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This article uses algebraic notation to describe chess moves.
Petar Popović, born February 14, 1959 in Orlovat, Yugoslavia, is a Serbian International Grandmaster of chess. FIDE awarded him the International Master title in 1977, and the Grandmaster title in 1981. His tournament results have included =1st at Pecs 1980, =1st at Novi Sad 1981, =2nd at Novi Sad 1984, =1st at Bor 1985, =2nd at Cannes 1986, =1st at Pucarevo 1987 and =4th at Belgrade 1987. He played on the Yugoslav Olympiad teams in 1986 and 1988. He drew a match with Women's World Champion Maia Chiburdanidze (+1 =6 -1) in 1986.

Notable chess games

Gliksman-Popović, position after Black's tenth move.

Here is a crushing sacrificial victory by Popović over the Yugoslavian grandmaster Slavoljub Marjanović:

Popović-Marjanović, Yugoslavia 1979 1.e4 c5 2.Nf3 d6 3.Nc3 a6 4.g3 Nc6 5.Bg2 g6 6.d4 cxd4 7.Nxd4 Bd7 8.Nd5 e6 9.Ne3 Qc7 10.O-O Bg7 11.Nxc6 bxc6 12.Nc4 d5 13.exd5 cxd5 14.Bxd5 Rd8 15.Bf4 Qc5 16.Nd6+ Ke7 17.c4 exd5 18.Nb7 Qxc4 19.Rc1 Qb5 20.Re1+ Be6 21.Rc7+ Ke8 22.Rxf7 Bf6 23.Rc7 Qb6 24.Qg4 Ne7 25.Rxe6 Qd4 26.Nxd8 1-0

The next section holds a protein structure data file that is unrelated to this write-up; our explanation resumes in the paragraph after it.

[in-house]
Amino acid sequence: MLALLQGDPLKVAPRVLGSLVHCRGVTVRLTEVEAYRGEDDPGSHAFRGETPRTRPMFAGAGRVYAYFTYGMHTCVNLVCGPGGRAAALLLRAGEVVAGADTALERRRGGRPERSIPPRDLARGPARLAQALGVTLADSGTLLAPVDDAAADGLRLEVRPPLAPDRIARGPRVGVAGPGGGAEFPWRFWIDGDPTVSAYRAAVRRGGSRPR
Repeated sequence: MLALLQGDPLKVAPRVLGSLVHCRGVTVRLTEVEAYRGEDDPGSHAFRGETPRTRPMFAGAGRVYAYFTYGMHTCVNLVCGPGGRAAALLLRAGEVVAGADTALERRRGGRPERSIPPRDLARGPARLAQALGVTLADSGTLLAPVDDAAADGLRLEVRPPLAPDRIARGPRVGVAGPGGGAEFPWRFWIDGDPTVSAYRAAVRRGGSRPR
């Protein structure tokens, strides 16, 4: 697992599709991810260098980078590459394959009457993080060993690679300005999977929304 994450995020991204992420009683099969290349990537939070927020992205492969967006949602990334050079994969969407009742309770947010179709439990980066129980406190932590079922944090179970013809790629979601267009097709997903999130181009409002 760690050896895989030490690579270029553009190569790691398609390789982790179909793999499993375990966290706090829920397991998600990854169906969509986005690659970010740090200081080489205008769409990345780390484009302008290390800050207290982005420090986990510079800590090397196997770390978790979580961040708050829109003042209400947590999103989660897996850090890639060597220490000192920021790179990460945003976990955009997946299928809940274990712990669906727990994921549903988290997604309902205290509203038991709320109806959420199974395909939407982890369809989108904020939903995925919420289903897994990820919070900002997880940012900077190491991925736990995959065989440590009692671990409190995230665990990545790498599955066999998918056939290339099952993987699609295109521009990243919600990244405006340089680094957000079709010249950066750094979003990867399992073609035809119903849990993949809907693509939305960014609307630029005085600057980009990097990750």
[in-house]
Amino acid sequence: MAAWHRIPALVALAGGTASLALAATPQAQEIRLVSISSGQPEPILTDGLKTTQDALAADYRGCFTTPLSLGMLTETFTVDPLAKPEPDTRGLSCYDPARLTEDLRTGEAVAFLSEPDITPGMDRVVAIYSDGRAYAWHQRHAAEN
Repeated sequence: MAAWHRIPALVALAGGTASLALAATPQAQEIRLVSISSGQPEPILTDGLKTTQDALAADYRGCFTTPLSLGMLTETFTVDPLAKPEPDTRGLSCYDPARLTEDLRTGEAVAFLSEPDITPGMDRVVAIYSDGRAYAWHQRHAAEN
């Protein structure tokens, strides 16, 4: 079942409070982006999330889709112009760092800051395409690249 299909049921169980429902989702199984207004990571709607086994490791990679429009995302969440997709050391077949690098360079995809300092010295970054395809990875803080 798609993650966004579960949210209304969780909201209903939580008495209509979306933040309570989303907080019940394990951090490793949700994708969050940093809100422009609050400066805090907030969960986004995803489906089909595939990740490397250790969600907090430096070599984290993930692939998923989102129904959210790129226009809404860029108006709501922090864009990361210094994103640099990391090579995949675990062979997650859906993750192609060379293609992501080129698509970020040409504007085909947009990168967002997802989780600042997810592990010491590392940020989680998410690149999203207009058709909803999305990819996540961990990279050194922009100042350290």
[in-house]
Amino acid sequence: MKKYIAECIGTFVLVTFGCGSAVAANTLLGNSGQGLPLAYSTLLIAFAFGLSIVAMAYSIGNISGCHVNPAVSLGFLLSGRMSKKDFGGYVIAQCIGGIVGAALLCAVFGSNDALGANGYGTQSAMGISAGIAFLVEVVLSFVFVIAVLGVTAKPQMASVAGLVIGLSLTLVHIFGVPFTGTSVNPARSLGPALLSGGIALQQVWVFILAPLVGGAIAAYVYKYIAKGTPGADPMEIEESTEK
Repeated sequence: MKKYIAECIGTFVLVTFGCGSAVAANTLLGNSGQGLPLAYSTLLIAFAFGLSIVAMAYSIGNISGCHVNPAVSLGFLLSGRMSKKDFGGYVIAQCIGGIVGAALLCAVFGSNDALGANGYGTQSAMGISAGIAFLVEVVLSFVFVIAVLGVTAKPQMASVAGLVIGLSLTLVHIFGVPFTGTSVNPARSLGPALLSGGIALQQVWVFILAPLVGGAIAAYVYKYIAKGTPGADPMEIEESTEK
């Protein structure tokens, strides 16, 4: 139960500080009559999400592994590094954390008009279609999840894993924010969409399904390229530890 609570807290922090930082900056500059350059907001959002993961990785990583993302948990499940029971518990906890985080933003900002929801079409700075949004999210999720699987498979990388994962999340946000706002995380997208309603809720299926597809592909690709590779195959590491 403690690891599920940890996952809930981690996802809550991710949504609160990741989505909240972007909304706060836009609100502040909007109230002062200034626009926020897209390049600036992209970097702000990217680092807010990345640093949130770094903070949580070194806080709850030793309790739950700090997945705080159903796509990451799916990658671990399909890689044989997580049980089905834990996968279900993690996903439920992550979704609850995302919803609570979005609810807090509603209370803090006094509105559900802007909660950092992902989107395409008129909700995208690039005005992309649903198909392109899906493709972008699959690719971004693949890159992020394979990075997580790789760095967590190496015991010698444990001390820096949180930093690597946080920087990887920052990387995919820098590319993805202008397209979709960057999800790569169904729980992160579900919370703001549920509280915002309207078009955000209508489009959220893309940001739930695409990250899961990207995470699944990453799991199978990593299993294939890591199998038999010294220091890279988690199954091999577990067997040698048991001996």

Here is an amusing miniature against German grandmaster Phillip Schlosser:

Popović-Schlosser, Brno, (Czech Republic) 1992 1.e4 c5 2.Nf3 e6 3.d4 cxd4 4.Nxd4 a6 5.Bd3 Bc5 6.Nb3 Ba7 7.O-O Nc6 8.Qg4 Qf6 9.Nc3 Nge7 10.Bg5 Qg6 11.Qh4 Ne5 12.Be2 (12.Bxe7?? Nf3+) 1-0 Black is helpless against the dual threats of 13.Bh5, winning the queen, and 13.Bxe7.

Here is another miniature, which Andrew Soltis pronounced "the funniest master game (so far) of 1979":[1]

Gliksman-Popović, Wroclaw, (Poland) 1979 1.e4 g6 2.d4 Bg7 3.Nc3 d6 4.g3 Nc6 5.d5?! Nd4 6.Be3 c5 7.Nb1 Beginning a clever but ill-fated plan to trap Black's knight. Qb6! 8.Bc1 Bh6! 9.c3 Bg4! 10.Qa4+ After 10.Qxg4, Bxc1 will devastate White's queenside. Kf8 11.Nd2 Qa5!! 0-1 White's queen is attacked, and 12.Qxa5 allows 12...Nc2#. Equally pretty would have been 11.Na3 (instead of 11.Nd2) Bxc1 12.Nc4 Bxb2! 13.Nxb6 Bxc3#. Notes based on those by Soltis.

Footnotes

  1. Andy Soltis, "Chess to Enjoy", Chess Life & Review, December 1979, p. 668.

External links

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